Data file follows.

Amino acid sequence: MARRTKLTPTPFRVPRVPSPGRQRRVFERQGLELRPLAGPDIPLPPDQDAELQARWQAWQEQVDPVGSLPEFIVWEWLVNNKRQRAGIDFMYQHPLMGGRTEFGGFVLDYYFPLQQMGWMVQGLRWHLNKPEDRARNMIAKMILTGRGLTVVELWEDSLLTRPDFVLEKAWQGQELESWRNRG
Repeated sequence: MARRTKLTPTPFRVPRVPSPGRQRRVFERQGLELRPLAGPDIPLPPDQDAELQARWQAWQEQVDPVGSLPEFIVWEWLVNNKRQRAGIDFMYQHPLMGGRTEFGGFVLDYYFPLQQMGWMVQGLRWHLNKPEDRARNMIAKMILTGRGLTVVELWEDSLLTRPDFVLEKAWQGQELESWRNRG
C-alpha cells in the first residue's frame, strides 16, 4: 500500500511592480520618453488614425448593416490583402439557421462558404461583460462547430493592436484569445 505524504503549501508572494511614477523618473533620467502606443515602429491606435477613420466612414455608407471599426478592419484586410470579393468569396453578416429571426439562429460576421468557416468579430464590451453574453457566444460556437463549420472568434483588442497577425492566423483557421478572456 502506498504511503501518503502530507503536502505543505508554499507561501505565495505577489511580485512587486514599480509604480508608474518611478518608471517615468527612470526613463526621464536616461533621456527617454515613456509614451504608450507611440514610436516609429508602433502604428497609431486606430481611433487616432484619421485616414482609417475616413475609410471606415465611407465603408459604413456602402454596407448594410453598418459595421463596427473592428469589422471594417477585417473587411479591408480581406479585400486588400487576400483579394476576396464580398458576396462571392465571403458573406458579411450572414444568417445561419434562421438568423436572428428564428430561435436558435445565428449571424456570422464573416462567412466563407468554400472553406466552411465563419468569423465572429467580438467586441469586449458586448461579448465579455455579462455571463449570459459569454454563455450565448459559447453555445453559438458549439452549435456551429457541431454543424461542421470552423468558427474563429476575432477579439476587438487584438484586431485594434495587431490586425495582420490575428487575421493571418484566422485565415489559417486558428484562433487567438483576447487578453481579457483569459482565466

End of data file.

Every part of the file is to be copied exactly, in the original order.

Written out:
Amino acid sequence: MARRTKLTPTPFRVPRVPSPGRQRRVFERQGLELRPLAGPDIPLPPDQDAELQARWQAWQEQVDPVGSLPEFIVWEWLVNNKRQRAGIDFMYQHPLMGGRTEFGGFVLDYYFPLQQMGWMVQGLRWHLNKPEDRARNMIAKMILTGRGLTVVELWEDSLLTRPDFVLEKAWQGQELESWRNRG
Repeated sequence: MARRTKLTPTPFRVPRVPSPGRQRRVFERQGLELRPLAGPDIPLPPDQDAELQARWQAWQEQVDPVGSLPEFIVWEWLVNNKRQRAGIDFMYQHPLMGGRTEFGGFVLDYYFPLQQMGWMVQGLRWHLNKPEDRARNMIAKMILTGRGLTVVELWEDSLLTRPDFVLEKAWQGQELESWRNRG
C-alpha cells in the first residue's frame, strides 16, 4: 500500500511592480520618453488614425448593416490583402439557421462558404461583460462547430493592436484569445 505524504503549501508572494511614477523618473533620467502606443515602429491606435477613420466612414455608407471599426478592419484586410470579393468569396453578416429571426439562429460576421468557416468579430464590451453574453457566444460556437463549420472568434483588442497577425492566423483557421478572456 502506498504511503501518503502530507503536502505543505508554499507561501505565495505577489511580485512587486514599480509604480508608474518611478518608471517615468527612470526613463526621464536616461533621456527617454515613456509614451504608450507611440514610436516609429508602433502604428497609431486606430481611433487616432484619421485616414482609417475616413475609410471606415465611407465603408459604413456602402454596407448594410453598418459595421463596427473592428469589422471594417477585417473587411479591408480581406479585400486588400487576400483579394476576396464580398458576396462571392465571403458573406458579411450572414444568417445561419434562421438568423436572428428564428430561435436558435445565428449571424456570422464573416462567412466563407468554400472553406466552411465563419468569423465572429467580438467586441469586449458586448461579448465579455455579462455571463449570459459569454454563455450565448459559447453555445453559438458549439452549435456551429457541431454543424461542421470552423468558427474563429476575432477579439476587438487584438484586431485594434495587431490586425495582420490575428487575421493571418484566422485565415489559417486558428484562433487567438483576447487578453481579457483569459482565466